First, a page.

john84 john84 - 6 days ago 6
C# Question

C# Nested typed lists

I've created a class witch contains a typed list and derives to another class that I created. This looks as follows:

namespace MyIntegretyCheck.Common
{
/// <summary>
/// Description of PolicyErrors.
/// </summary>
public partial class PolicyErrorEndingDates
{
public int ID_P {get;set;}
public DateTime DT_S_E {get;set;}
public DateTime DT_SC_E {get;set;}

public List<PolicyErrorDescr> Errors {get;set;}
}

public partial class PolicyErrorDescr
{
public string Field1{get;set;}
public string Field2 {get;set;}
public string F1IsThanF2 {get;set;}
public string Message {get;set;}
public int ErrorLevel {get;set;} //0= Info | 1= Warning | 2= Error

}
}


Now I created a typed list of
PolicyErrorEndingDates
, added an entry and tried then to add entries of his nested list Errors as follows:

public List<PolicyErrorEndingDates> MyPolicyEndingDates()
{

DAL.PolicyEndingDates ped = new DAL.PolicyEndingDates();
List<PolicyErrorEndingDates> MyErrors = new List<PolicyErrorEndingDates>();

foreach(var m in ped.CheckTables())
{
bool HasError = false;
PolicyErrorEndingDates p = new PolicyErrorEndingDates();
p.ID_P = m.ID_P;

if(m.DT_S_E != m.DT_SC_E)
{
PolicyErrorDescr e = new PolicyErrorDescr();
HasError = true;
e.Field1 = "DT_S_E";
e.Field2 = "DT_SC_E";
e.Message = "blablabla...";
e.ErrorLevel = 3;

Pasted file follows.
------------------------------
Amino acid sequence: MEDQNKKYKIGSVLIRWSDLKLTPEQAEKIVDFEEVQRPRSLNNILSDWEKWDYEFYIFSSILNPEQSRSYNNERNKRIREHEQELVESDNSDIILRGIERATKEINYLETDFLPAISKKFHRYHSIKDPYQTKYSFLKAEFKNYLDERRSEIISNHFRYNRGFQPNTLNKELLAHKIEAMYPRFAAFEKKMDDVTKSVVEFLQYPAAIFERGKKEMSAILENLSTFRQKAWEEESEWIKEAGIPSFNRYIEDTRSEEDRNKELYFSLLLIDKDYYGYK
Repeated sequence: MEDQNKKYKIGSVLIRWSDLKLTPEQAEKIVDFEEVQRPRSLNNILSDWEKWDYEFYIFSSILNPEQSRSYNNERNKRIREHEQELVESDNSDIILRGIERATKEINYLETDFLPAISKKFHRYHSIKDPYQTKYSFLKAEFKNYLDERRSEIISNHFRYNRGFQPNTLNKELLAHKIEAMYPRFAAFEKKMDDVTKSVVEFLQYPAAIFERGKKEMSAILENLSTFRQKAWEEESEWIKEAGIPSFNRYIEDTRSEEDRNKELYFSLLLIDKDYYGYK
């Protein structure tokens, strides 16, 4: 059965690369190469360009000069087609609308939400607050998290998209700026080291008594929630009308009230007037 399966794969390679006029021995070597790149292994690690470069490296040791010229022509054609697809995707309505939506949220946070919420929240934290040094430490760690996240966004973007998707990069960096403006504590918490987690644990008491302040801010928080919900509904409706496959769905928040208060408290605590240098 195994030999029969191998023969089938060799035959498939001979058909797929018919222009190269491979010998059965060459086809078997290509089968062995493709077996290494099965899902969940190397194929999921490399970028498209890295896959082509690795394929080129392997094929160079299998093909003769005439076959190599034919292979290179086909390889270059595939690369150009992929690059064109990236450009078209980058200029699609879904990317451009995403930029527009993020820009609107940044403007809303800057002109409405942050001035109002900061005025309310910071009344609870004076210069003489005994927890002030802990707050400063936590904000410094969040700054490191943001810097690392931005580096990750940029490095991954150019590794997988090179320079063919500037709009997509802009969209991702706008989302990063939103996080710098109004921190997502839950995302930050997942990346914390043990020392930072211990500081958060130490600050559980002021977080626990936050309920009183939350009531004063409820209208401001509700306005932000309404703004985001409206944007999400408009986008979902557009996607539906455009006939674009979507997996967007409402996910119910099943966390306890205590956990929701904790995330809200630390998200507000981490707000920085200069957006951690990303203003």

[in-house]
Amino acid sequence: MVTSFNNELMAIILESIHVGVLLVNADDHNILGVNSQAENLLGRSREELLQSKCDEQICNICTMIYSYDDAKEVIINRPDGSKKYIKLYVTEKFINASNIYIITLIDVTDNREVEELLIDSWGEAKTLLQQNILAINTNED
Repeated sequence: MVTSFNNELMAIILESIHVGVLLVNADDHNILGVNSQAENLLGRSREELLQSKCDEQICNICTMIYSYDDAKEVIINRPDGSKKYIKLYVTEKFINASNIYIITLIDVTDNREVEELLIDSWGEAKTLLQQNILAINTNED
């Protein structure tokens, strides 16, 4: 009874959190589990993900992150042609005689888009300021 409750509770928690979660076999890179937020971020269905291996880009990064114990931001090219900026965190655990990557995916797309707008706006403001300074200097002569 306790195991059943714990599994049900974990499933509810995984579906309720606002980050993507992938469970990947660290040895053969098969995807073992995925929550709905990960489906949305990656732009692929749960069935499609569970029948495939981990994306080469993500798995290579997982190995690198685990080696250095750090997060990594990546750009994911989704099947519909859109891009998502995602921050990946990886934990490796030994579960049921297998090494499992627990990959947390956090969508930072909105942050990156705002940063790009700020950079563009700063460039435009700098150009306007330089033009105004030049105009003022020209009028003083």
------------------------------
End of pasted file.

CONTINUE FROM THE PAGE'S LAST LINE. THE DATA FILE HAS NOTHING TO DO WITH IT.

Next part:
p.Errors.Add(e);
}

if(HasError)
MyErrors.Add(p);
}
}


The Debugger crashed with the message
Object reference not set to an instance of an object
, at the line
p.Errors.Add(e);
inside my
if
. What did I do wrong? How can I create an instance of the nested list?

Answer

Did you assign a List<PolicyErrorDescr> instance to the Errors property?

First, I would probably make the Errors collection read-only from the outside, that is, the list can be changed, but you can't give it a new list.

This I would do by making the setter private:

public List<PolicyErrorDescr> Errors { get; private set; }
                                            ^-----^
                                              this

Then I would create a constructor and assign a collection instance to that property from it:

public PolicyErrorEndingDates()
{
    Errors = new List<PolicyErrorDescr>();
}

This should take care of the null reference exception.

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